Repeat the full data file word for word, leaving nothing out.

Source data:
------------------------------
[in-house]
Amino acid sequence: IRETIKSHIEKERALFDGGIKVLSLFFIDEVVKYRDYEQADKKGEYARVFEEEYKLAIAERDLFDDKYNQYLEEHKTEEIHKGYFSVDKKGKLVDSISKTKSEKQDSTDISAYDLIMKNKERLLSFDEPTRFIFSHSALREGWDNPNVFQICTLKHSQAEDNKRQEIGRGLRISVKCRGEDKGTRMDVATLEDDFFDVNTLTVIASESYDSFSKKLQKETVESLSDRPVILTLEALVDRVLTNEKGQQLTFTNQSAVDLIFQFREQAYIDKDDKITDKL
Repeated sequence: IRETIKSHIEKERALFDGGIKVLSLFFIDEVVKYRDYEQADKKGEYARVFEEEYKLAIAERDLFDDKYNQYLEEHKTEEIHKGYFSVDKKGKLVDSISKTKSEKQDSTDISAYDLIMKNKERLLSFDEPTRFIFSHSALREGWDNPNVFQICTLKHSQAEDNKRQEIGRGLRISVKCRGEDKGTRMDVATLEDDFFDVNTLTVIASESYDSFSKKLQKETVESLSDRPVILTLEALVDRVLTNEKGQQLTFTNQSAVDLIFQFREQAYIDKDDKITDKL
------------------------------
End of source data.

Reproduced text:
[in-house]
Amino acid sequence: IRETIKSHIEKERALFDGGIKVLSLFFIDEVVKYRDYEQADKKGEYARVFEEEYKLAIAERDLFDDKYNQYLEEHKTEEIHKGYFSVDKKGKLVDSISKTKSEKQDSTDISAYDLIMKNKERLLSFDEPTRFIFSHSALREGWDNPNVFQICTLKHSQAEDNKRQEIGRGLRISVKCRGEDKGTRMDVATLEDDFFDVNTLTVIASESYDSFSKKLQKETVESLSDRPVILTLEALVDRVLTNEKGQQLTFTNQSAVDLIFQFREQAYIDKDDKITDKL
Repeated sequence: IRETIKSHIEKERALFDGGIKVLSLFFIDEVVKYRDYEQADKKGEYARVFEEEYKLAIAERDLFDDKYNQYLEEHKTEEIHKGYFSVDKKGKLVDSISKTKSEKQDSTDISAYDLIMKNKERLLSFDEPTRFIFSHSALREGWDNPNVFQICTLKHSQAEDNKRQEIGRGLRISVKCRGEDKGTRMDVATLEDDFFDVNTLTVIASESYDSFSKKLQKETVESLSDRPVILTLEALVDRVLTNEKGQQLTFTNQSAVDLIFQFREQAYIDKDDKITDKL